Alun Grafton was born in 1961 and began his musical career as a chorister at Rochester Cathedral under Dr Robert Ashfield while attending the King’s School. While studying for a degree in Latin and Archaeology at Nottingham University, he continued his musical studies privately.
After graduating, Alun worked for two and half years at the Tate Gallery in London and continued to excavate on archaeological sites at the weekends and holidays. It was during his time at the Tate Gallery that Alun undertook the mammoth task of recording and indexing all the photographic negatives of John Piper. This contributed to the exhibition “John Piper. A Painter’s Camera” held at the Tate in 1987 and to the book of photographs of the same name.
In 1985 Alun returned to Nottingham University to undertake teacher training in Classics and Music, and upon completion of the course, taught at Eagle House School, Berkshire. He taught Classics, Music and ran the Philosophy programme but was for six years Director of Music, during the 30 years at Eagle House School. He has now left teaching to concentrate full time on his composing and music.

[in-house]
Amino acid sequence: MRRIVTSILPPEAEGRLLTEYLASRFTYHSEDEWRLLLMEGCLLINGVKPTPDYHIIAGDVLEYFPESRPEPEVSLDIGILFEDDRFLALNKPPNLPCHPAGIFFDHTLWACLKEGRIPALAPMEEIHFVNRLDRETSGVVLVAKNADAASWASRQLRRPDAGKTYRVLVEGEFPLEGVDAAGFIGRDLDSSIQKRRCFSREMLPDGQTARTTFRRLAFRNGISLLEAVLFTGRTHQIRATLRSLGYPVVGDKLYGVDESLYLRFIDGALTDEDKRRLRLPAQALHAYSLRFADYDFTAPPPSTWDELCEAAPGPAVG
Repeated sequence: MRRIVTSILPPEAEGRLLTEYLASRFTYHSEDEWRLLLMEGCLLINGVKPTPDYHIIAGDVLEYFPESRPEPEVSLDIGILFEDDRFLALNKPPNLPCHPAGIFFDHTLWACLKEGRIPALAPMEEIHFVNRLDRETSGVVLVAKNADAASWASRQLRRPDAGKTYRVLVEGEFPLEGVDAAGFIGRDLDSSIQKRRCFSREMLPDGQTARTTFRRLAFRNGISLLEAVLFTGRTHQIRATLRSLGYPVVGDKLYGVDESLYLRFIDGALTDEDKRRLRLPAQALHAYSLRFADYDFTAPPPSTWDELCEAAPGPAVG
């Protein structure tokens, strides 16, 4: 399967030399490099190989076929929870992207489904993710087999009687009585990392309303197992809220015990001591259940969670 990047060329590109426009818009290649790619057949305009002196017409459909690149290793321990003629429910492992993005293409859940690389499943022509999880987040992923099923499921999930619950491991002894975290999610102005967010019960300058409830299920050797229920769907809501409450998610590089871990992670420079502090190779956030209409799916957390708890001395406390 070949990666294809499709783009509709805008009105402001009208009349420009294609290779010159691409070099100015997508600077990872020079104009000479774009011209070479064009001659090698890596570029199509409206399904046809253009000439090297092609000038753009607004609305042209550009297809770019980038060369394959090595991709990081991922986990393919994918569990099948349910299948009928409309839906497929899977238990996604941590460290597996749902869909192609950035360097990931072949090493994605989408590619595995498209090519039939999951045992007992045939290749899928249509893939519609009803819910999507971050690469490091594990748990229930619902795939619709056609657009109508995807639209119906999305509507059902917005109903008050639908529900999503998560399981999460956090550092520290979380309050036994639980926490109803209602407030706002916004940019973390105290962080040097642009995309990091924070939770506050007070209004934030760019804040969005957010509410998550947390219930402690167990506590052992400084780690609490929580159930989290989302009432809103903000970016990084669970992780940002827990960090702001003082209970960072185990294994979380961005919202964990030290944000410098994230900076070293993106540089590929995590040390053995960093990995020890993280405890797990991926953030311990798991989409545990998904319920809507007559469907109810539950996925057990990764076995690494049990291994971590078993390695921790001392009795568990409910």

During his time, Alun has sung in many different choral groups ranging from large choruses to small chamber choirs. From 2001 to 2006 he conducted “Cantores Chamber Choir”, based in Berkshire, and presently sings with The Round Table Singers, Thames Voyces and with the church choir of St Michael’s, Sandhurst.
Alun began composing at the age of 14 and his output covers orchestral, chamber, vocal, choral and instrumental work. This includes some 30 works for schools covering carols, songs, orchestral works, a sequence of graded works for a string group as well as aleatoric works for the class room ensemble. He is a member of both Sound and Music and of the Portsmouth District Composers’ Alliance. 2003 saw the publication of “Spring of Bandusia” op 40 by Phylloscopus Publications.
“Praeludium in tempore belli” op 65 was commended in the Oare International Composers’ Competition in 2003.
“Praeludium 2” op 53 was performed in the finalists’ concert for the London Chamber group’s Piece of the year competition in 2004
“Now Welcome Summer” op 19a was highly commended in the Vaughan Williams Memorial competition in 2008.